Sustainable food supply: Feeding the world long into the future

Dans 30 ans lorsque la Terre comptera plus de 9 milliards de personnes

The area of the Earth currently devoted to agricultural activity is estimated at 50%. This means that half the planet’s surface is being used to feed 7.5 billion people. But what will happen in 30 years’ time, when the world’s population reaches 9.1 billion? Will agricultural land have to increase by the same proportion, that is by more or less 30%?

In the opinion of experts who attended the 2009 How to Feed the World in 2050 forum in Rome,organized by the Food and Agriculture Organization of the United Nations (FAO), feeding an increasingly large, rich and urban population will require raising overall food production by 70%.

Cereal production is expected to increase from 2.1 to 3 million tonnes annually, and meat production, from 270 to 470 million tonnes. The challenge is daunting, especially given that the impact of climate change combined with out increasing consumption of biofuels is only adding to the problem. And as if all this weren’t enough, worrying signs of degradation “in 15 of the 24 ecosystem services studied” including the water supply and forested areas have been noted.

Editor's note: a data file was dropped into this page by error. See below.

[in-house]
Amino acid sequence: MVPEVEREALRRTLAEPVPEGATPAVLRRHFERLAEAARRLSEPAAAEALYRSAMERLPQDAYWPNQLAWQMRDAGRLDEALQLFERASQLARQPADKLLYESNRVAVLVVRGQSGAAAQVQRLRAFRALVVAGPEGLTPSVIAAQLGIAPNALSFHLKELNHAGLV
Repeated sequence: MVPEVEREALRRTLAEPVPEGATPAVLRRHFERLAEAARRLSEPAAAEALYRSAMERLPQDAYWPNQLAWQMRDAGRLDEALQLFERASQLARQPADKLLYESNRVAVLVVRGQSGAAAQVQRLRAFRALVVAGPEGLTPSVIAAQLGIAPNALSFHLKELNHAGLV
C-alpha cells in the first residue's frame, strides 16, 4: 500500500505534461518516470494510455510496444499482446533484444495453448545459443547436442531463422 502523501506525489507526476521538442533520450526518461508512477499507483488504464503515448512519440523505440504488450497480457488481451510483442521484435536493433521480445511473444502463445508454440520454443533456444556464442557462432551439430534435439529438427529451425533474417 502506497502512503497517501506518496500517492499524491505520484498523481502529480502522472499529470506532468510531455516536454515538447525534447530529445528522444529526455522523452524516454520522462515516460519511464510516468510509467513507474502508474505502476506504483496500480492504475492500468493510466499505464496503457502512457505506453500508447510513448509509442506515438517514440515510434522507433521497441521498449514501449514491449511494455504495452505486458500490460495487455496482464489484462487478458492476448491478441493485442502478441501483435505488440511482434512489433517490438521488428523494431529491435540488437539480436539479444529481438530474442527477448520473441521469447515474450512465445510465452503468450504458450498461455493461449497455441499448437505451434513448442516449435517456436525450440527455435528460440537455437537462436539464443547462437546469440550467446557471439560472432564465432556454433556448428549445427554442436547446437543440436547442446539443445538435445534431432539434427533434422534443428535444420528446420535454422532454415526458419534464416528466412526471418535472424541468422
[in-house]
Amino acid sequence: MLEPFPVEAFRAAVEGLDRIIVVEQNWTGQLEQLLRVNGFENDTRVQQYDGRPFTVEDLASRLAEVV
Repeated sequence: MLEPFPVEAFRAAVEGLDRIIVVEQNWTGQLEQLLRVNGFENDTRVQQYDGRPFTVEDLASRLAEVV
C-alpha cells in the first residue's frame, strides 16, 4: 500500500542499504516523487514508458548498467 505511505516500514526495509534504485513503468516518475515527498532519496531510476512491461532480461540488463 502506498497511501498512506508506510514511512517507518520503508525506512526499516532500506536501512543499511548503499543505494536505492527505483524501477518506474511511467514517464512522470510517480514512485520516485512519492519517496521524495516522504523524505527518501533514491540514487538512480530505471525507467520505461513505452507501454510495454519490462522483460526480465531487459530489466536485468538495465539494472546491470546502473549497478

But the news isn’t all bad. The FAO nevertheless finds reason to be optimistic. The report states that “the world has the resources and technology to eradicate hunger and ensure long-term food security for all, in spite of many challenges and risks.” It notes, however, that political will is going to be required to adopt sustainable development practices, among other things, and to commit to the responsible management of natural resources such as water, land and biodiversity.

In the ten years since this forum took place, it appears that the message has been getting through, including here in Montreal, where a number of sustainable food initiatives have been launched.